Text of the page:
#DBlogWeek Day 2 – The Other Half of Diabetes

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DBlogWeek ButtonToday’s topic is intimidating for me to write about, but its importance is monumental. We dwell so much on the physical component of diabetes and often forget that the mental component is just as significant. When I saw that today’s question asked how diabetes affects me mentally or emotionally, I took a deep breath as a stream of emotions (ironically) flowed through my mind. Anxiety, fear, nervousness, joy, anger, frustration, impatience, and even envy are among the many feelings that compose the other half of my diabetes. Here are some explanations why:

Anxiety: The big enchilada, the most prevalent mental toll my diabetes takes on me. I was basically born a worrywart, destined to fret about rational concerns, irrational fears, and everything in between. Throw my diabetes into the mix and you’ve got a recipe for my full-blown anxiety that I work hard to quell every day.

Fear: My fear is tied directly to my anxiety—I can’t help but feel scared when my blood sugar is a little too high or a little too low.

Nervousness: I can’t help but feel nervous when confronted with “unpredictable” situations, like when my food at a restaurant might arrive or whether I’ve remembered to pack all of my diabetes supplies when traveling.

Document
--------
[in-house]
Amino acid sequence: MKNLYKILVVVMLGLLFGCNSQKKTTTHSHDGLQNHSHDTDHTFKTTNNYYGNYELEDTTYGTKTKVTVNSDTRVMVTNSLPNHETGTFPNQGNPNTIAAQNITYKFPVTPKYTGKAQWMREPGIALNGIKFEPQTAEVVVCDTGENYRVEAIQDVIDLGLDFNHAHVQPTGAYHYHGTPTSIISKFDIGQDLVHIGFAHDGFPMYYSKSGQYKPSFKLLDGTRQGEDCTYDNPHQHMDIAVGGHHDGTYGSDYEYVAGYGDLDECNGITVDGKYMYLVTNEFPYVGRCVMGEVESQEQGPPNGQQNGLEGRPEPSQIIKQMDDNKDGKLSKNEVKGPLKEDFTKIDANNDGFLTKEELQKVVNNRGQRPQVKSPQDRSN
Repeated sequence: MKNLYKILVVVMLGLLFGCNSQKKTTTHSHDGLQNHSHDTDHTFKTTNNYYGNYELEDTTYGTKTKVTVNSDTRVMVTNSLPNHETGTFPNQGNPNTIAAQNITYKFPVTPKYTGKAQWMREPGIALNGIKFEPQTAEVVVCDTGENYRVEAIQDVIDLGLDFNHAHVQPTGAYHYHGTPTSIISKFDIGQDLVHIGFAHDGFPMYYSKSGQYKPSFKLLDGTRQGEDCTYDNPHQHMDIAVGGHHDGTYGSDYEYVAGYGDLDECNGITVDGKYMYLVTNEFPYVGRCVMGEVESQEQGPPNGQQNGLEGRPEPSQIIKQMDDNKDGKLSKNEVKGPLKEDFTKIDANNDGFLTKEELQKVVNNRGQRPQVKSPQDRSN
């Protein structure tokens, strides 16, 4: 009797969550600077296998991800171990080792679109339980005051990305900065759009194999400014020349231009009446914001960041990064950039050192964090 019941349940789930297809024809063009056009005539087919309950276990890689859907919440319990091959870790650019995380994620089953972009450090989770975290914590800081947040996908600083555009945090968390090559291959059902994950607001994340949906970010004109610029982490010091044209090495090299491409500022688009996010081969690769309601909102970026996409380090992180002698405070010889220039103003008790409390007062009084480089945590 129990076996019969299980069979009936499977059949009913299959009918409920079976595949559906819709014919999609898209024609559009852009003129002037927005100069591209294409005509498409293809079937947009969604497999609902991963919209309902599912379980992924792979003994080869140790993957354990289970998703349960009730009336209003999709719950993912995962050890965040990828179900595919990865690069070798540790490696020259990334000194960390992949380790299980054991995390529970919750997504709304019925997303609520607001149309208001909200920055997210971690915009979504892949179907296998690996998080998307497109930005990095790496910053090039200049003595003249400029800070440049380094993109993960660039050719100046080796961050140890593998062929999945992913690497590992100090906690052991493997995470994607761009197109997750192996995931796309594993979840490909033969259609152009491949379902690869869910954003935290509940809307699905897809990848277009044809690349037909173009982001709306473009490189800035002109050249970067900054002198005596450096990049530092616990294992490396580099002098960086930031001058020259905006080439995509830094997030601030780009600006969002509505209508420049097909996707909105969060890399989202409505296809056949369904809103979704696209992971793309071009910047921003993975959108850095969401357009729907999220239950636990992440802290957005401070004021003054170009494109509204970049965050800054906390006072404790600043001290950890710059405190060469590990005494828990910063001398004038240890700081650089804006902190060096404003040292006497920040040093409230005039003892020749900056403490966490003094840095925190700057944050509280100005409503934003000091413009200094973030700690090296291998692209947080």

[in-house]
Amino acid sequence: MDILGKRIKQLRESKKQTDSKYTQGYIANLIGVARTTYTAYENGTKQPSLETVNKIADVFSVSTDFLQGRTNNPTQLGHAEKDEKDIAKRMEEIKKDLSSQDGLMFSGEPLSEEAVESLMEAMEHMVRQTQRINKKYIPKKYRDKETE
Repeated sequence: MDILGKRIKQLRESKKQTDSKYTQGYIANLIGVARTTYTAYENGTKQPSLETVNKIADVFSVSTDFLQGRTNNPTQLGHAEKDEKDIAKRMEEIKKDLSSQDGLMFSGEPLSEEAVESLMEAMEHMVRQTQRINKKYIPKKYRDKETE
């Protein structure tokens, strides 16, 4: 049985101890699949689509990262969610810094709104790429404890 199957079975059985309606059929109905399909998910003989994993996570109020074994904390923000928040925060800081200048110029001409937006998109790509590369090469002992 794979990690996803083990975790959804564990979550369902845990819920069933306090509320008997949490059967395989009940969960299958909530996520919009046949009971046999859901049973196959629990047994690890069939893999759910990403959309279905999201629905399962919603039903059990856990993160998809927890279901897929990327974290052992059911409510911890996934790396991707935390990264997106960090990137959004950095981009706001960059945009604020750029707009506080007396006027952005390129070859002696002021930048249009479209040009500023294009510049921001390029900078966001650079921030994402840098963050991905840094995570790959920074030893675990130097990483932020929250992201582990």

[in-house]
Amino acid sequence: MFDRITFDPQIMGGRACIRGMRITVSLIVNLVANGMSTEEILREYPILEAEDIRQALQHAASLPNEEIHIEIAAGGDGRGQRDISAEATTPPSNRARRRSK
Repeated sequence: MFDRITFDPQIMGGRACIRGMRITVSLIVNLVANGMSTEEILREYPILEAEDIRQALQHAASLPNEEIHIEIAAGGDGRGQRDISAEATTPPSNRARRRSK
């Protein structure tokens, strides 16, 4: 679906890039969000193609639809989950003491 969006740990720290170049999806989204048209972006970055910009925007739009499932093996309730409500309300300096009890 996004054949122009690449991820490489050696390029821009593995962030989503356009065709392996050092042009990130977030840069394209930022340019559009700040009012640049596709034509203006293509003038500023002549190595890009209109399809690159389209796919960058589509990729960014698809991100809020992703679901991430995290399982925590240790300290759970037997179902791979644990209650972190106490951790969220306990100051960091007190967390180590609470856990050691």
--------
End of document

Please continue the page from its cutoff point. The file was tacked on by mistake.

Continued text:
Joy: Yes, I did throw a positive emotion into this list, because the feeling of elation when I experience a diabetes “win” is wonderful. As a kid, I used to draw little fireworks next to blood sugars of 100 mg/dL in my logbook—even though I don’t use them anymore, I still feel fireworks of joy when I manage my diabetes exceptionally well.

Anger: Nothing can make me furious as fast as a high blood sugar. Steer clear from me when I’m high!

Frustration: I try and try and TRY to do my best, but sometimes, it’s to no avail. I get unbelievably frustrated when I’m doing everything right but my numbers don’t reflect my effort.

Impatience: Diabetes leads to a lot of waiting, doesn’t it? Waiting in the doctor’s office, waiting for site changes, waiting for blood sugar to come up/down…I wish I had a bit more patience to help me cope with wait times more calmly.

Envy: Does this really need an explanation? I’m envious of people who have working pancreases.

While it can be exhausting to deal with these complex emotions simultaneously, it helps to remember that I can do this. The power of positive thinking is incredible, so simply reminding myself that I’ve been managing diabetes for more than 18 years has a reassuring impact on me when I get caught up in negative emotions. It also helps to remind myself that I have the support of my loved ones and the good fortune to have access to the diabetes technology that wasn’t available to me during the early days of my diagnosis.

Between the emotional and physical aspects of diabetes, dealing with it is not always easy. But with a little work and the right attitude, it’s possible and not all that bad.

 

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